Last Minute Alcan 5000 Rally Prep: Final Upgrades - TREAD Magazine

Reload Image

Reload Image


Photos by Mercedes Lilienthal

In the first Alcan 5000 Rally Prep article, we talked about the rally and the challenges my husband, Andy, and I will face by competing in it. We discussed the harsh climate, potentially treacherous wildlife and traffic, and how our ’91 right-hand-drive Mitsubishi Pajero will fair during the event. The 2020 Alcan 5000 Rally will showcase over 5,000 miles of snow, ice—and excitement.


Our Pajero, aka the Terra Tractor, got a lot of love since the first TREAD story went live. In addition to the previous upgrades and mechanical fixes, we’ve been working hard to finish up the build, get ourselves prepped, and being prepared during unexpected happenings, like using our Garmin inReach Mini for emergency communications. We’re in the height of Alcan 5000 rally prep and are excited to get underway.

Rod Hall Tribute

This rally has been in existence in 1984 and many notable ralliers have competed in it over the last few decades. This included the late great racer Rod Hall. Hall, who passed in 2019, rallied the 1986 Alcan 5000 Rally in a Mitsubishi-built Dodge Raider, but, he is best known for being the only person who raced 50 consecutive Baja 1000’s. His racing career crossed over half a century, with around 180 race wins that included a streak of 35 back-to-back victories in the 1980s.

Photo by Richard Heeley

We’re extremely honored to have been asked by the Alcan 5000 Rally organization to run our Pajero in Rod’s honor, as a tribute vehicle to his 1986 Alcan run. The Dodge Raider (same as a gen 1 short-wheelbase Mitsubishi Montero or Pajero) was a predecessor to our Mitsubishi Pajero; both are fairly rare in terms of readily available SUVs. We’re humbled by this request and graciously accepted the offer. We’ll be running the historical class in Rod’s honor.


Tires and Wheels

Several important items were installed or swapped out to make the Terra Tractor Arctic ready. First up? We switched our meaty Nitto Ridge Grapplers and fifteen52 Analog wheels for a skinnier, studdable setup. Whereas my main set of rubber is wholly capable off-road, rally officials mandate all participants run three-peak-rated all-terrain or snow tires. We decided upon Nitto Exo Grapplers. Not only are they rated with the mountain snowflake for winter driving conditions, the Exo Grappler’s sipes and tire tread pattern provide grabby edges and push out water, snow, and slush better than other models. These features are combined with a durable compound, allowing for greater grab in freezing temperatures—critical for below zero rally action.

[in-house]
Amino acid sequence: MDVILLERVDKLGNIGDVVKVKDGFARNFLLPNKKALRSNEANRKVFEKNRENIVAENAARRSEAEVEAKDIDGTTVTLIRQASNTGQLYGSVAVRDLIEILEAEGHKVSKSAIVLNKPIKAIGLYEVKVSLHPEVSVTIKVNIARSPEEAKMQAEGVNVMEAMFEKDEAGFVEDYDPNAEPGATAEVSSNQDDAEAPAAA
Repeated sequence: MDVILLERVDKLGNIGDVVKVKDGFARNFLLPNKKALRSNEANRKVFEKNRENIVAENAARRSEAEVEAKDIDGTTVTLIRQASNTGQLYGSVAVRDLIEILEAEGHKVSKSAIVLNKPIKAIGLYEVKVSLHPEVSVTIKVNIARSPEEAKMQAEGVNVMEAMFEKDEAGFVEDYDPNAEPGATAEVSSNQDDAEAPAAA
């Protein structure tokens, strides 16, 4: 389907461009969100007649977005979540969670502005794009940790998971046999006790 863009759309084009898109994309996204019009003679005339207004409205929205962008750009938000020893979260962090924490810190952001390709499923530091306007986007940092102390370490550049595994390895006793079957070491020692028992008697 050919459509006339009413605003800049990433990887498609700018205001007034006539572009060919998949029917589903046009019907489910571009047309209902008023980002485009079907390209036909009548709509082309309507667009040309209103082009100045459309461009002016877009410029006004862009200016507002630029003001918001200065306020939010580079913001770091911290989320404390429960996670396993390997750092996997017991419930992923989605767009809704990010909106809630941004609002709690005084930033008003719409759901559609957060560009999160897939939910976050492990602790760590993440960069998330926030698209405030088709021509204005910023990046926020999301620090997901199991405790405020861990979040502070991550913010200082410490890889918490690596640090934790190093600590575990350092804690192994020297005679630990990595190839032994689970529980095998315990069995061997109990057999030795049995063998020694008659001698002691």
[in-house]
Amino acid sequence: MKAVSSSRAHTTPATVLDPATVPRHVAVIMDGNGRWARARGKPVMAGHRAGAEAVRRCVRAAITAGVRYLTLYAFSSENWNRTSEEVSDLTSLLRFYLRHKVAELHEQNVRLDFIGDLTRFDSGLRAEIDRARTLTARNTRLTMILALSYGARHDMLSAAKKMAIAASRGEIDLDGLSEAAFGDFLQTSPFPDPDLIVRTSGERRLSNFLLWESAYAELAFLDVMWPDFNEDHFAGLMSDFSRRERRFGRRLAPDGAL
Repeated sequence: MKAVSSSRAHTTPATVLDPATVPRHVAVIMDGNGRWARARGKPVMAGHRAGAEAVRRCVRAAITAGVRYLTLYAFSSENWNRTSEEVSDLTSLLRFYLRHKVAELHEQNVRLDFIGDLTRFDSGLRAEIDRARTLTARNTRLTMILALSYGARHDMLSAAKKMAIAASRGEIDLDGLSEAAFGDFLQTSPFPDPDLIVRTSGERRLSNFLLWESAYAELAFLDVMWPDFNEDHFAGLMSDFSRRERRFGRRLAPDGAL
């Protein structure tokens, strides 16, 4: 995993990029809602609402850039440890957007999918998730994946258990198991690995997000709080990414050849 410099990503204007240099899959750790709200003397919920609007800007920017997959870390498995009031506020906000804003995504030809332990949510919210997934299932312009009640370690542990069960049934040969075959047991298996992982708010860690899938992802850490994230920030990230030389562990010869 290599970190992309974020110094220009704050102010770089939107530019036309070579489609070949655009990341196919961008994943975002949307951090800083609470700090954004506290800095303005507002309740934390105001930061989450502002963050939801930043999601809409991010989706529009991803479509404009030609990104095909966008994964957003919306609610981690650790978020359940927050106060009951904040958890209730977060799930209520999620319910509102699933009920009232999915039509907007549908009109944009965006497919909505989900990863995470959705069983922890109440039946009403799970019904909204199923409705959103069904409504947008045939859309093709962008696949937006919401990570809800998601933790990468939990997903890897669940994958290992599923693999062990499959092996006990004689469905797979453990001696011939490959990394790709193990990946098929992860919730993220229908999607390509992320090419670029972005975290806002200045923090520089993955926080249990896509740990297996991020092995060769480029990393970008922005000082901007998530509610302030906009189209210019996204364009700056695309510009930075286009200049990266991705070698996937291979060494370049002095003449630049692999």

Since Exo Grapplers didn’t come in sizes to match our Analogs, we searched extensively to find rims to fit the Pajero. Andy spent countless hours researching which wheels would equal the odd-ball offset and tire size we required. Additionally, we needed to have the center bores machined two millimeters to permit fitment over our large 4WD front hubs. Did I mention this was a needle in a haystack type of search? Long story short, we found a set of used ’07 Toyota FJ Cruiser wheels that worked. We rolled through a few different sets of lug nuts before finding a style that worked. Who knew there were different kinds of FJ lug nuts?!


Heated Adjustable Seats

One of the most critical upgrades to ease occupant fatigue in our rig was switching the stock seats for orthopedic Scheel-Mann Vario F seats. Not only does this model offer up two settings for full-seat heating capability, the Vario Fs are 10-way adjustable. The bottom seat cushion adjusts in and out to accommodate various thigh lengths whereas upper bolsters support the sides of our torsos, adjusting in and out for a customized fit.


In addition to seat bottom and upper bolster adjustments, Vario F seats allow for a four-way lumbar support—perfect for securing our backs during long off-road adventures. The lumbar feature offers up the chance to change the intensity of the support, as well as fine tuning the height of where occupants prefer it. The Vario F has smaller side bolsters on the bottom cushion, too, allowing us to get in and out of our lifted Pajero easily. These Scheel-Mann Vario Fs will save our backs and butts, literally.